Right to quote

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Right to quote is a legal concept in continental Europe, which some people consider similar to fair use.[1] It allows for quoting excerpts of copyrighted works, as long as the cited paragraphs are within a reasonable limit (varying from country to country), clearly marked as quotations and fully referenced, and if the resulting new work is not just a collection of quotations, but constitutes a fully original work in itself. In some countries the intended use of the work (educational, scientific, parodist, etc.) may also be a factor determining the scope of this right.


In France, it is illegal to reproduce someone's work without their approval. But if the work is published, i.e. no longer being edited prior to release, small quotations are legal.[2]


In Germany, the right to quote is extended considerably for research purposes and may even encompass complete works (e. g. texts, pictures, music or videos).[3]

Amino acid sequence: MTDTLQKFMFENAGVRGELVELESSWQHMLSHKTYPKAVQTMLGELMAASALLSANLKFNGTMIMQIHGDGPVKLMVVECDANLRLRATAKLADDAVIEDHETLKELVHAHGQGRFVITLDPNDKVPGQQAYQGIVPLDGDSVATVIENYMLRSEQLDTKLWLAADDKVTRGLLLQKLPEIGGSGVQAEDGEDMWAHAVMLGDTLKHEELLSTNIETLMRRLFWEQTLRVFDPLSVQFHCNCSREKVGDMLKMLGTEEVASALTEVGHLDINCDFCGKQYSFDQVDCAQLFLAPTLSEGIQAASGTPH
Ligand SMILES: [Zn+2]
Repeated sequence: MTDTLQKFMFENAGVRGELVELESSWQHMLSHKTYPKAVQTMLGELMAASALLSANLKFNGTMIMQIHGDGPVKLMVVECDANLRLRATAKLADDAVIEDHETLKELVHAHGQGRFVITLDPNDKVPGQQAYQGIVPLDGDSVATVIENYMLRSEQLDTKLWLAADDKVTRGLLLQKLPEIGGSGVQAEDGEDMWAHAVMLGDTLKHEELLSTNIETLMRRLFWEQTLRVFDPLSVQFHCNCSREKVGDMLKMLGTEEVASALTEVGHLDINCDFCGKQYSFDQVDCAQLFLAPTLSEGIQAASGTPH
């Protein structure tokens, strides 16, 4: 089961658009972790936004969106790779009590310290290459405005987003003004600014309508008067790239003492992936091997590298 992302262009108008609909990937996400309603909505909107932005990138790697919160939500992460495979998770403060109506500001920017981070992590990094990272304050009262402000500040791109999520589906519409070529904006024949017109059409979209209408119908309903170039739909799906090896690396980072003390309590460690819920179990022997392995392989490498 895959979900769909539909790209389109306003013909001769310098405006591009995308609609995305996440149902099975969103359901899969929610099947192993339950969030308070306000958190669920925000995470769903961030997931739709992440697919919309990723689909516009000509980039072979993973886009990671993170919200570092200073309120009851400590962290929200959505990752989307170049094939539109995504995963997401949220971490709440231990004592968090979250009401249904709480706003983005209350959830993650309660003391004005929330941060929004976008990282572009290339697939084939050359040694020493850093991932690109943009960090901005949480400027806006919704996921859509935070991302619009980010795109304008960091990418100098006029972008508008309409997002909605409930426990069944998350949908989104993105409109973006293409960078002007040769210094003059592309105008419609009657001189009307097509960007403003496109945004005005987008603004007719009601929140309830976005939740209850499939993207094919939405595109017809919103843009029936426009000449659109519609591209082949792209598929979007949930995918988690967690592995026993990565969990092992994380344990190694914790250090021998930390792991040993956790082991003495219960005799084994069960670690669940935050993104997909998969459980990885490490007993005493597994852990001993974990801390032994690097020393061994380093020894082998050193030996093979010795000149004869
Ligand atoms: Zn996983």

In Poland, the right to quote allows quotation of excerpts of works and small works as a whole, provided that this is justified by teaching, review or the specificity of the works genre (e.g. parody).[4]


  1. ^ http://lists.debian.org/debian-legal/2005/02/msg00221.html
  2. ^ http://webcache.googleusercontent.com/search?q=cache:JsLouMmYHV0J:www.ibls.com/members/docview.aspx%3Fdoc%3D963+Right+to+quote&cd=7&hl=en&ct=clnk&gl=ch
  3. ^ § 51 UrhG German legislation on the Großzitat
  4. ^ http://techlaw.pl/prawo-cytatu/

See also[edit]